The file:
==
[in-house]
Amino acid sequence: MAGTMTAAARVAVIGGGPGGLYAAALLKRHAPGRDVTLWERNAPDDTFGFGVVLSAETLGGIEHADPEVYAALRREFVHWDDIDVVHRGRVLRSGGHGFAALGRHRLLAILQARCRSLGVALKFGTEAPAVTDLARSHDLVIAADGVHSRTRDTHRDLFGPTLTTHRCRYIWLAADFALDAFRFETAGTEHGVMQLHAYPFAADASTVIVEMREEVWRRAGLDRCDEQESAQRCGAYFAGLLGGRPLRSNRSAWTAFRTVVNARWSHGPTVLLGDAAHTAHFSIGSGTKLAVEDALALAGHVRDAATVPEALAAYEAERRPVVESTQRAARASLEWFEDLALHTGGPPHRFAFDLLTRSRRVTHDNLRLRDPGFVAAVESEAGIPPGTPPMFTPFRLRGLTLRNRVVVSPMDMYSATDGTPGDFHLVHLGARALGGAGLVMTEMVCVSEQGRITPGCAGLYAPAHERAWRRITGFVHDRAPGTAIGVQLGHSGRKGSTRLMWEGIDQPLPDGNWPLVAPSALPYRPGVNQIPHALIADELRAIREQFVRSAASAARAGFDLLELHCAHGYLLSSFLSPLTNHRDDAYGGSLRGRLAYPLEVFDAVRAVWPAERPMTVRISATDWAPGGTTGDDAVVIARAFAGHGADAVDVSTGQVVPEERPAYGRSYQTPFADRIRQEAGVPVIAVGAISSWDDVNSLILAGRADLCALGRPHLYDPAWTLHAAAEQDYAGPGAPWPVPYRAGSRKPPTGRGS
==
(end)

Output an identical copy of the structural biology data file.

[in-house]
Amino acid sequence: MAGTMTAAARVAVIGGGPGGLYAAALLKRHAPGRDVTLWERNAPDDTFGFGVVLSAETLGGIEHADPEVYAALRREFVHWDDIDVVHRGRVLRSGGHGFAALGRHRLLAILQARCRSLGVALKFGTEAPAVTDLARSHDLVIAADGVHSRTRDTHRDLFGPTLTTHRCRYIWLAADFALDAFRFETAGTEHGVMQLHAYPFAADASTVIVEMREEVWRRAGLDRCDEQESAQRCGAYFAGLLGGRPLRSNRSAWTAFRTVVNARWSHGPTVLLGDAAHTAHFSIGSGTKLAVEDALALAGHVRDAATVPEALAAYEAERRPVVESTQRAARASLEWFEDLALHTGGPPHRFAFDLLTRSRRVTHDNLRLRDPGFVAAVESEAGIPPGTPPMFTPFRLRGLTLRNRVVVSPMDMYSATDGTPGDFHLVHLGARALGGAGLVMTEMVCVSEQGRITPGCAGLYAPAHERAWRRITGFVHDRAPGTAIGVQLGHSGRKGSTRLMWEGIDQPLPDGNWPLVAPSALPYRPGVNQIPHALIADELRAIREQFVRSAASAARAGFDLLELHCAHGYLLSSFLSPLTNHRDDAYGGSLRGRLAYPLEVFDAVRAVWPAERPMTVRISATDWAPGGTTGDDAVVIARAFAGHGADAVDVSTGQVVPEERPAYGRSYQTPFADRIRQEAGVPVIAVGAISSWDDVNSLILAGRADLCALGRPHLYDPAWTLHAAAEQDYAGPGAPWPVPYRAGSRKPPTGRGS